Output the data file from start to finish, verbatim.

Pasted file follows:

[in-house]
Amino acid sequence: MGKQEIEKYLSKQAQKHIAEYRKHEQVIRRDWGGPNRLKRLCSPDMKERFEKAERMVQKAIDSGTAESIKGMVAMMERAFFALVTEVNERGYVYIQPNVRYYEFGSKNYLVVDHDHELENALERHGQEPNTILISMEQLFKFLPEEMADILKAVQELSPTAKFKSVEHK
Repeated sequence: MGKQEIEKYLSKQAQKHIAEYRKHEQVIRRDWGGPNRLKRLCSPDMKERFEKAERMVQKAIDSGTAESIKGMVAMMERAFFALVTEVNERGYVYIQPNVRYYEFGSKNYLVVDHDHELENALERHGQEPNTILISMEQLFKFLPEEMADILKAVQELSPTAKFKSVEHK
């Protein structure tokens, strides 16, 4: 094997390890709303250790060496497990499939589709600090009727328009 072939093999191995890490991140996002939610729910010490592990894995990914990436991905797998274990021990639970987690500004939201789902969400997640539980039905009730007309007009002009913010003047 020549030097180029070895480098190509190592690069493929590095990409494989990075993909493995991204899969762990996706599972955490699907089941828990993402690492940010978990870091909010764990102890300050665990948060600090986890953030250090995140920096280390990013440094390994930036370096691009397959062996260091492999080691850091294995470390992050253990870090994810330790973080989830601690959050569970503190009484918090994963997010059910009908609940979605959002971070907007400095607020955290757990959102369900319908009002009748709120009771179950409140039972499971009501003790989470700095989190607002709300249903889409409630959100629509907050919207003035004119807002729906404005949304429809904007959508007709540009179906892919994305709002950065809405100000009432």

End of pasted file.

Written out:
[in-house]
Amino acid sequence: MGKQEIEKYLSKQAQKHIAEYRKHEQVIRRDWGGPNRLKRLCSPDMKERFEKAERMVQKAIDSGTAESIKGMVAMMERAFFALVTEVNERGYVYIQPNVRYYEFGSKNYLVVDHDHELENALERHGQEPNTILISMEQLFKFLPEEMADILKAVQELSPTAKFKSVEHK
Repeated sequence: MGKQEIEKYLSKQAQKHIAEYRKHEQVIRRDWGGPNRLKRLCSPDMKERFEKAERMVQKAIDSGTAESIKGMVAMMERAFFALVTEVNERGYVYIQPNVRYYEFGSKNYLVVDHDHELENALERHGQEPNTILISMEQLFKFLPEEMADILKAVQELSPTAKFKSVEHK
């Protein structure tokens, strides 16, 4: 094997390890709303250790060496497990499939589709600090009727328009 072939093999191995890490991140996002939610729910010490592990894995990914990436991905797998274990021990639970987690500004939201789902969400997640539980039905009730007309007009002009913010003047 020549030097180029070895480098190509190592690069493929590095990409494989990075993909493995991204899969762990996706599972955490699907089941828990993402690492940010978990870091909010764990102890300050665990948060600090986890953030250090995140920096280390990013440094390994930036370096691009397959062996260091492999080691850091294995470390992050253990870090994810330790973080989830601690959050569970503190009484918090994963997010059910009908609940979605959002971070907007400095607020955290757990959102369900319908009002009748709120009771179950409140039972499971009501003790989470700095989190607002709300249903889409409630959100629509907050919207003035004119807002729906404005949304429809904007959508007709540009179906892919994305709002950065809405100000009432």